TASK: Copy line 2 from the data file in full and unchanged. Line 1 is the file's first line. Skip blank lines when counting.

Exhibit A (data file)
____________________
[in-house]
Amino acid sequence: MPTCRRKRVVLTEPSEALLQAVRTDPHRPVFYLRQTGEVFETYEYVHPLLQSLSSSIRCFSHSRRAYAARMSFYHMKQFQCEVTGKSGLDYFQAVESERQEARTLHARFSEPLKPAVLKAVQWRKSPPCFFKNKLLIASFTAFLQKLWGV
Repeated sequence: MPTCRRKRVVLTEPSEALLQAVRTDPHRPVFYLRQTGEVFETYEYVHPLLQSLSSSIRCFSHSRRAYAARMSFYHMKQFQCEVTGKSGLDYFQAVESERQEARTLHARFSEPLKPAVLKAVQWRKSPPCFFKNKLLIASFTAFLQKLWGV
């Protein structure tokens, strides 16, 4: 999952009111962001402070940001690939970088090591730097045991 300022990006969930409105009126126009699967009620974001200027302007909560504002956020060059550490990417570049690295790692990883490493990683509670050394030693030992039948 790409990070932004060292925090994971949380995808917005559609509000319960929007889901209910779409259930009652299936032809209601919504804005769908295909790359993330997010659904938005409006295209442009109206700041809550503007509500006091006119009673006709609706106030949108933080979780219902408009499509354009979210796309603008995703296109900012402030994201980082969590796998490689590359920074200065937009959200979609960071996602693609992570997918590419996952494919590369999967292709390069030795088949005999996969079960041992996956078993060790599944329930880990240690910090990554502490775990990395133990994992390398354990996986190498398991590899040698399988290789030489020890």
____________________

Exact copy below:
Amino acid sequence: MPTCRRKRVVLTEPSEALLQAVRTDPHRPVFYLRQTGEVFETYEYVHPLLQSLSSSIRCFSHSRRAYAARMSFYHMKQFQCEVTGKSGLDYFQAVESERQEARTLHARFSEPLKPAVLKAVQWRKSPPCFFKNKLLIASFTAFLQKLWGV